|Home > South-East Asia >> Indonesia|
CIA tie asserted in Indonesia purge
New York Times - July 12, 1990
Michael Wines – A dispute has developed over a report that 25 years ago, United States officials supplied up to 5,000 names of Indonesian Communists to the Indonesian Army, which was then engaged in a campaign to wipe out the Communist Party in that country.
The House Intelligence Committee plans to investigate the report, which said that State Department and Central Intelligence Agency officials who served in Jakarta "described in lengthy interviews how they aided Indonesian Army leader Suharto" in his attack on the Indonesian Communist Party.
Gen. Suharto, now Indonesia's President, took control of the Government in October 1965, days after Communist insurgents launched an unsuccessful coup and killed six senior military officials. His army later encouraged and joined in a nationwide massacre of known and suspected Communists, which the CIA has said claimed 250,000 lives before it ended in early 1966.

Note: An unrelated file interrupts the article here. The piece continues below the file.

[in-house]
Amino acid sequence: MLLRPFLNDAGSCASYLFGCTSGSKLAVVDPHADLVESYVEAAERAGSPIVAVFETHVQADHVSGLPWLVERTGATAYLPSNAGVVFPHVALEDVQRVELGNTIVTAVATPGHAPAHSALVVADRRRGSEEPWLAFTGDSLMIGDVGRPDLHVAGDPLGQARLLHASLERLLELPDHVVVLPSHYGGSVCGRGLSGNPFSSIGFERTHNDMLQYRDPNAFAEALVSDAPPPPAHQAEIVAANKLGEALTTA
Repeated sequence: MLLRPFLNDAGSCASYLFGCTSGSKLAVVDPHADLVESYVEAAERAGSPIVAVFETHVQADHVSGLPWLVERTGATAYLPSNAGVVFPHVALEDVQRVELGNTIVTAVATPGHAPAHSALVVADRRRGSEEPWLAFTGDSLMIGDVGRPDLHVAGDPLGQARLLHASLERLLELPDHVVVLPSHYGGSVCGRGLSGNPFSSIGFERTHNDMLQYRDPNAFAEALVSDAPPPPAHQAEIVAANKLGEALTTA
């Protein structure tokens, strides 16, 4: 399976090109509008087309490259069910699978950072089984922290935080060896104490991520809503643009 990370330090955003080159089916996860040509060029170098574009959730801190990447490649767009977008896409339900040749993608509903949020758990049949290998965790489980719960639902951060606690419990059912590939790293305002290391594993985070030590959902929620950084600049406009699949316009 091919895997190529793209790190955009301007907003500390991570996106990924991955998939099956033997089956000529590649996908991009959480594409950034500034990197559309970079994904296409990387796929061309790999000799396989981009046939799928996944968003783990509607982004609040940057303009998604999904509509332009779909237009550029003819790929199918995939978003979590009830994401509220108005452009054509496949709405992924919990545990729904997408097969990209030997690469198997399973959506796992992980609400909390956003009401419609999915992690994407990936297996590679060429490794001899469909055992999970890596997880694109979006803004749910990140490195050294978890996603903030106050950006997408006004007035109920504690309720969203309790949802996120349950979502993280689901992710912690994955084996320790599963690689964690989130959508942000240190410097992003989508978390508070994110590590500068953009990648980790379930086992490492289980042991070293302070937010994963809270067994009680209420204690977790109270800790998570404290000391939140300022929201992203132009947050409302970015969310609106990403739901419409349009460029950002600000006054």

The article, distributed by the Washington-based States News Service on May 17, first appeared in The Spartanburg (S.C.) Herald-Journal on May 19, and has been published by other papers, including The Washington Post, in somewhat abridged form.
The author of the article, Kathy Kadane, quoted Robert J. Martens, who from 1963 to 1966 was a political officer at the United States Embassy in Jakarta, as saying that he had headed an embassy group of State Department and Central Intelligence Agency officers who for two years compiled lists of as many as 5,000 Communist Party members and sympathizers.